Zeke pulled into Bola Auto Repair and parked his car next to a used Ford SUV and a used Buick Regal. Zeke looked at his cell, “We got five minutes until we meet Sal. I think being early will look good. Let’s go.”
“What are you going to ask Sal?” asked Mickey.
“I’ve been thinking of that. I don’t have an answer. I’m gonna play it by ear, Mickey. You got any ideas?”
Mickey made an effort, although painful, to think, “I think I got one. How much do you think Sal wants for the Ford SUV?”
“This is your idea?”
“It was the best I could do,” said Mickey.
A six-foot two-inch guy, with dirty fingernails, oil stained jeans, wavy black hair, with his name Sonny stitched into his shirt, rapped on the driver’s window. “You can’t park this piece of crap here. I’m running a business. Anybody sees this, they’ll think I sell crap. I don’t repair anything not worth fixing. So, what do you want?”
Zeke lowered the window, “We got an appointment with Sal. Is he in the house?”
“Pop don’t have anything to do with the business, I run it. You can find him at the Sons of Italy Club. If you got an appointment, he’ll be in the last booth. Now get this piece of crap out of here.”
Ten minutes later the boys pulled into the Sons of Italy parking lot. Zeke looked at his cell, “We’re late. I hope we didn’t blow it.”
“It’s Gus’s fault. He didn’t tell us to come here,” said Mickey.
“Mickey, do me a favor, don’t talk. Don’t speak. Let me do all the talking. Understand?”
“I gotcha, Zeke. My mouth is shut tighter than my uncle Freddie. He’s so tight he won’t give you the right time of day.”
The boys walked into the Sons of Italy club. Four old guys were playing poker. Two guys were at the bar drinking beer watching the replay of last night’s Sox game. Zeke walked over to the bar.
Alphonso Donati, the bartender, who was standing opposite the two guys watching the replay of the Sox game, turned his head toward Zeke, “What da you want? I don’t got all day. The Sox are up. They scored three runs this inning.”
“I don’t want a beer. I want to talk to Sal? You seen him?”
“You talking Sal Peci? Sal Lozano? Or Sal Balovini?”
Mickey whispered in Zeke’s ear, “Do you know which one, I’m terrible with names?”
Zeke took a deep breath and said, “Sal Balovini.”
Alphonso turned around and looked at Zeke and Mickey. “He expecting you guys?”
“We have a two o’clock appointment,” said Zeke.
Alphonso turned to the wall and pointed to the clock, “It’s five after two, you’re late. And, I see you didn’t bring any offering to Mr. Sal.”
Zeke slapped the side of his head, “I knew I forgot something important. I got too many balls running around in my brain. You got anything I can buy that will work?”
Zeke put his right hand to his chin and made believe he was thinking. After a moment, he said, “It costs you a ten spot for me helping you and 20 for the imported bottle of chilled beer straight from Sicily.”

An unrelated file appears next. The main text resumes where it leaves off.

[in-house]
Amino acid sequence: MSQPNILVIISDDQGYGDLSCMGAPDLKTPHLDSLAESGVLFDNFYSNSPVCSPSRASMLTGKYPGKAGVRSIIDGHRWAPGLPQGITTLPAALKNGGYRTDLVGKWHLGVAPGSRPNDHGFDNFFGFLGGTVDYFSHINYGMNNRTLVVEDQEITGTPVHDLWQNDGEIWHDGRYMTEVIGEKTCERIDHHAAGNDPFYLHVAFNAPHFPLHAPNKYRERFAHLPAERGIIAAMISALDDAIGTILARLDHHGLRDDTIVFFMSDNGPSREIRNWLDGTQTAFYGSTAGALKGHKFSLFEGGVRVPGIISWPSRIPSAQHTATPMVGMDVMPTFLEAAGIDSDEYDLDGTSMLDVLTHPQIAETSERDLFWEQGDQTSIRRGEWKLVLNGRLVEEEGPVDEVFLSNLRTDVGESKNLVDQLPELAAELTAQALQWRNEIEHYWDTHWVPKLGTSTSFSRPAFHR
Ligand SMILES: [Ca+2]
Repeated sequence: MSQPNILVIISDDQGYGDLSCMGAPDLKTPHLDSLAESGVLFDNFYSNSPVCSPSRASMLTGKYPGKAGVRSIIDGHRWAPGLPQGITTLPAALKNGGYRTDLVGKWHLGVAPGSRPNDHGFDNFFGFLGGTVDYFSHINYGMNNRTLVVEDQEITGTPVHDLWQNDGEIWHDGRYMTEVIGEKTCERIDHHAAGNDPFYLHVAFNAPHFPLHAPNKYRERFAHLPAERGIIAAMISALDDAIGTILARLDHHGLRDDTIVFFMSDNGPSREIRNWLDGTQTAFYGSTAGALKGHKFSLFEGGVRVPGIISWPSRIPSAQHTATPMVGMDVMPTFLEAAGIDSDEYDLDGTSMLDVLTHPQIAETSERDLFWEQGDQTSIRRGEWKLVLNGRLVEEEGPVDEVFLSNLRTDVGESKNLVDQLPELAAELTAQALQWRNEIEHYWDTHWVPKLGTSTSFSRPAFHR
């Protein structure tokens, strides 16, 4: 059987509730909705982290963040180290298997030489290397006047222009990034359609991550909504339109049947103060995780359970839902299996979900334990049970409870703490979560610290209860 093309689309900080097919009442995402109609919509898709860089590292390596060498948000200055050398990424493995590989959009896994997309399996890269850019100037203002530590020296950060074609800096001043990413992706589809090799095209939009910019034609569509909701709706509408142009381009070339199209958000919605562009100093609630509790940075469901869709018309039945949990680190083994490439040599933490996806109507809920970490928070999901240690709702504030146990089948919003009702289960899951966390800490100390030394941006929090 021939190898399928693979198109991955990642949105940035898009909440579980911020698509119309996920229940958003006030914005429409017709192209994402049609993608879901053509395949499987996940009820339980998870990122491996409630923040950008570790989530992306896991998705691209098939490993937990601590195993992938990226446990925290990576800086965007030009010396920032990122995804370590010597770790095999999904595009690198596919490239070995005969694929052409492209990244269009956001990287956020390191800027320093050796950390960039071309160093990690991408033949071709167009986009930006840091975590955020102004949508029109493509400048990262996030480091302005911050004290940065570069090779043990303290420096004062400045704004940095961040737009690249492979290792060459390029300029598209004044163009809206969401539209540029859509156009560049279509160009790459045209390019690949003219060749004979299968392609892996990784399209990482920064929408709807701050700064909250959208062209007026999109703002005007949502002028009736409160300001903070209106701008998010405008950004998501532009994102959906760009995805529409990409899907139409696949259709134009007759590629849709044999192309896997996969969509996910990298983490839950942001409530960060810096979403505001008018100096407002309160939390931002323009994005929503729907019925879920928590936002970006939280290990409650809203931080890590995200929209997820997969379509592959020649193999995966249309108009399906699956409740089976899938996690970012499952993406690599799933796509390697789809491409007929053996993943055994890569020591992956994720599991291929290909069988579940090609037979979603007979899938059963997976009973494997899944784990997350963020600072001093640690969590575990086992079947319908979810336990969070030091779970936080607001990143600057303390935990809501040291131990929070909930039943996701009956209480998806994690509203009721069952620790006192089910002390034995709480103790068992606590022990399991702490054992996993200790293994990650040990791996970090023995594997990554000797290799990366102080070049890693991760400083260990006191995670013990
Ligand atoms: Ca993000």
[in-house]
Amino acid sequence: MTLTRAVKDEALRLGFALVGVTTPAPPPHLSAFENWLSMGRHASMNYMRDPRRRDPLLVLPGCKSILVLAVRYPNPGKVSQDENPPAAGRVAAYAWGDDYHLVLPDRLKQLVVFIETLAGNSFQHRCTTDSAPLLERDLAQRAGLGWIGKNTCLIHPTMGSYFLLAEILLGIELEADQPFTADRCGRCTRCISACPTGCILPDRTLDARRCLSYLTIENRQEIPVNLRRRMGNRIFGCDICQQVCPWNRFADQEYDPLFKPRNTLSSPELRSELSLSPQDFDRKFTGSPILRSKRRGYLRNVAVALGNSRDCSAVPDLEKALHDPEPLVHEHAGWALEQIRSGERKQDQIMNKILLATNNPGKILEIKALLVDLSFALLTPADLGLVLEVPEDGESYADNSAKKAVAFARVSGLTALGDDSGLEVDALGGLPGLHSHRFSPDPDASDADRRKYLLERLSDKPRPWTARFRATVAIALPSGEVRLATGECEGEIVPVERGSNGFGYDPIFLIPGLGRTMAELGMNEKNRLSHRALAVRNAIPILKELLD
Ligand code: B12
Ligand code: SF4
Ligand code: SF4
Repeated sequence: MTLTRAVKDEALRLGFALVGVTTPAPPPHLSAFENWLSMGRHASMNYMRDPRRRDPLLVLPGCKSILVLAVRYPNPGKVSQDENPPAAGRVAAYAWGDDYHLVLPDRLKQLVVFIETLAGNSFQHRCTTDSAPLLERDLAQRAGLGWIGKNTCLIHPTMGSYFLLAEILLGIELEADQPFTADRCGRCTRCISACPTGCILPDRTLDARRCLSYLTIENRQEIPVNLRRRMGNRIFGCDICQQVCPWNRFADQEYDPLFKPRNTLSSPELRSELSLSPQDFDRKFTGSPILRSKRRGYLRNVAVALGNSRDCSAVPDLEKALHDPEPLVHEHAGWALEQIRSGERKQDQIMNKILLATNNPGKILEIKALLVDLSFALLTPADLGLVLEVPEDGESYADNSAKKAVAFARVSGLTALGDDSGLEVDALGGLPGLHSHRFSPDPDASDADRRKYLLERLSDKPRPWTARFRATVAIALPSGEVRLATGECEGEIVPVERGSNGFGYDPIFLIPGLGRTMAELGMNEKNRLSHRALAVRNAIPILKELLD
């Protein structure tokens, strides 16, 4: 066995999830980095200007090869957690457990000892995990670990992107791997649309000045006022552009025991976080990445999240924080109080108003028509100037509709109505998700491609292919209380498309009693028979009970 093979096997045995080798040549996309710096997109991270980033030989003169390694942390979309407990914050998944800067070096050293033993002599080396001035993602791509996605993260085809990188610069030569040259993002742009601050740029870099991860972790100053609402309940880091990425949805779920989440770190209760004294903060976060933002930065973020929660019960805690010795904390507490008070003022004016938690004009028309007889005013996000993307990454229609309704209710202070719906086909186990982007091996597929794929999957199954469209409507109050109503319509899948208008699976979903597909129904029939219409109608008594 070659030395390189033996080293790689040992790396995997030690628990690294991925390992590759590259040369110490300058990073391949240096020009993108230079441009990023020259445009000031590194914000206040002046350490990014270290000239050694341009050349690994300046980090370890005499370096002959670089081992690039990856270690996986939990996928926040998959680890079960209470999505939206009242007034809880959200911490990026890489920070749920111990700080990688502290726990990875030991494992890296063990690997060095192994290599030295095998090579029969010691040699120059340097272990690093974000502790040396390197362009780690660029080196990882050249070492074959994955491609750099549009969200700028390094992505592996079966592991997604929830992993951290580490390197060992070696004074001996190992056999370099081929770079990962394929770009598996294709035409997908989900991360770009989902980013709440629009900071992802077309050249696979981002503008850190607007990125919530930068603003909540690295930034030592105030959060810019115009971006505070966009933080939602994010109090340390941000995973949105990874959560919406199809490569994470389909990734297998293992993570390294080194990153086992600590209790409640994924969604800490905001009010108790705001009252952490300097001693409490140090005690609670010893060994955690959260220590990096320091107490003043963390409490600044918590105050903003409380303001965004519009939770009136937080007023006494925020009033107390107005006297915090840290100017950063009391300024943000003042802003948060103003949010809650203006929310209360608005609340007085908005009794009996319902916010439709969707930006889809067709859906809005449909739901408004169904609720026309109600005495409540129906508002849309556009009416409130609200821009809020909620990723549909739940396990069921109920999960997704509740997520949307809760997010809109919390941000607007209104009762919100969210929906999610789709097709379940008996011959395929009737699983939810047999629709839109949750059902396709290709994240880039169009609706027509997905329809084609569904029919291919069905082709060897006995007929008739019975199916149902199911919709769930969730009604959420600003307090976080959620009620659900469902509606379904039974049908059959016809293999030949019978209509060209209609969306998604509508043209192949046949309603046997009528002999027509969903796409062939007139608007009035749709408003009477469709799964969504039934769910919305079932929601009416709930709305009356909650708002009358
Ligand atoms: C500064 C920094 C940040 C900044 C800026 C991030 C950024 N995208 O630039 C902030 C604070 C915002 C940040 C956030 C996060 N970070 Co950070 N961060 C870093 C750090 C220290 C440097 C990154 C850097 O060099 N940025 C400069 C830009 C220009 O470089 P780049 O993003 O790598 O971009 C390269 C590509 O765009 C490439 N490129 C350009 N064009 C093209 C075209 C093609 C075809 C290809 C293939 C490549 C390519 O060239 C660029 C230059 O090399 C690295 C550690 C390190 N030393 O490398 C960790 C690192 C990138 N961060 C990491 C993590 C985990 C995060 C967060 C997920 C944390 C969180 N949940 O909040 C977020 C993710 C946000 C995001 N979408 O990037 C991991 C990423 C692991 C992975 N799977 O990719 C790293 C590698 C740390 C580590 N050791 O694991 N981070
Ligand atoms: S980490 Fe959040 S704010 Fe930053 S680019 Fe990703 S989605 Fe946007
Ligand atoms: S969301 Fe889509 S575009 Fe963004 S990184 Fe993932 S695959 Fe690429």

Zeke reached into his back pocket and pulled out his wallet. He pulled out two fives, and two tens, he looked at the remaining two singles and wondered what he was going to eat tonight. He handed the money to Alphonso.
Alphonso took the money, put it in his pocket and reached under the counter and pulled out a bottle of Rizzo’s Finest Sicilian Beer. “Here you go boys, Mr. Sal is in the back booth.”
Zeke looked toward the back booth, “I can’t see anybody.”
“He’s there. I don’t know for how long. Once you buy, it’s yours. I don’t give money back.”
Zeke carried the bottle of beer in his left hand. The boys made their way to the last booth. They stopped at the booth and looked at Sal, his head was resting on his arms on the table.
Mickey whispered, “Is he dead?”
“I dunno,” said Zeke.
“Ask him if he’s dead,” said Mickey.
Zeke looked around. Alphonso and the two guys at the bar were watching the Sox. The poker game was going on. No one was paying attention to Mickey and him. He bent toward Sal’s head, “Mr. Sal? Mr. Sal? You okay?”
“What do you think, Zeke? He didn’t answer. How we going to know if he’s okay if he don’t tell us he’s okay,” said Mickey.
Zeke patted Sal on the shoulder, “Mr. Sal? Mr. Sal, you okay?”
Mr. Sal didn’t move. He didn’t twitch. He didn’t open an eye.
“Check his pulse like they do on TV,” said Mickey.
“Where do they check it? I usually get a beer when there’s no action,” said Zeke.
“I think it’s the wrist,” said Mickey.
“His head’s on his wrists,” said Zeke.
“Let me do it, Zeke. I like the doctor shows. I think I know what to do,” said Mickey.
“Okay, but be careful,” said Zeke.
Mickey put his left hand under Sal’s cheek and lifted his head. He slipped his right hand in and took out Sal’s left arm. Mickey let Sal’s head drop to the table. It landed with a thunk. Alphonso turned from the TV toward the booth. Zeke smiled and waved.
“I think he’s deader than road kill, Zeke. That’s pretty dead. We gotta get out of here. People will think we killed Sal.”
“You’re right, Mickey. Let’s get out of here.”
The boys walked toward the entrance. Alphonso turned and watched them. “Hey where you going with the beer?”
“Sal didn’t want it. He wasn’t thirsty,” said Zeke.
Alphonso looked back toward the booth. When he turned back to the boys, they were gone.
What are the boys going to do? Will they be accused of killing Sal? What about Tony Gallino and his package?